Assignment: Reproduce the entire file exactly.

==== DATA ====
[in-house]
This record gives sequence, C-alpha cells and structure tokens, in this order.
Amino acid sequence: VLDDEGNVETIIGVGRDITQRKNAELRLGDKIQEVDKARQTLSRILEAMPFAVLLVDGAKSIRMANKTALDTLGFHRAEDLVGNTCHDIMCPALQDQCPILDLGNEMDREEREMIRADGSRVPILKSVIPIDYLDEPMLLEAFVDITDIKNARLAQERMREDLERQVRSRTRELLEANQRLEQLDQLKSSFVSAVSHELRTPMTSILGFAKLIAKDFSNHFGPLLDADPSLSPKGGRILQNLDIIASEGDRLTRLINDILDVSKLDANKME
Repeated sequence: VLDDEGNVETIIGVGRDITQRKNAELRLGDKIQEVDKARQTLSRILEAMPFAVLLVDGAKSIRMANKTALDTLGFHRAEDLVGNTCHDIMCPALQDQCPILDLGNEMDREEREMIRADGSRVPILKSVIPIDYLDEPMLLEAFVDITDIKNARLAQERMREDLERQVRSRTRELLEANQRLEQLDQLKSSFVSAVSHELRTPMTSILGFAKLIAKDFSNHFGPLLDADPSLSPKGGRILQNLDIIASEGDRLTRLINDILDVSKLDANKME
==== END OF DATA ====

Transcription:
[in-house]
This record gives sequence, C-alpha cells and structure tokens, in this order.
Amino acid sequence: VLDDEGNVETIIGVGRDITQRKNAELRLGDKIQEVDKARQTLSRILEAMPFAVLLVDGAKSIRMANKTALDTLGFHRAEDLVGNTCHDIMCPALQDQCPILDLGNEMDREEREMIRADGSRVPILKSVIPIDYLDEPMLLEAFVDITDIKNARLAQERMREDLERQVRSRTRELLEANQRLEQLDQLKSSFVSAVSHELRTPMTSILGFAKLIAKDFSNHFGPLLDADPSLSPKGGRILQNLDIIASEGDRLTRLINDILDVSKLDANKME
Repeated sequence: VLDDEGNVETIIGVGRDITQRKNAELRLGDKIQEVDKARQTLSRILEAMPFAVLLVDGAKSIRMANKTALDTLGFHRAEDLVGNTCHDIMCPALQDQCPILDLGNEMDREEREMIRADGSRVPILKSVIPIDYLDEPMLLEAFVDITDIKNARLAQERMREDLERQVRSRTRELLEANQRLEQLDQLKSSFVSAVSHELRTPMTSILGFAKLIAKDFSNHFGPLLDADPSLSPKGGRILQNLDIIASEGDRLTRLINDILDVSKLDANKME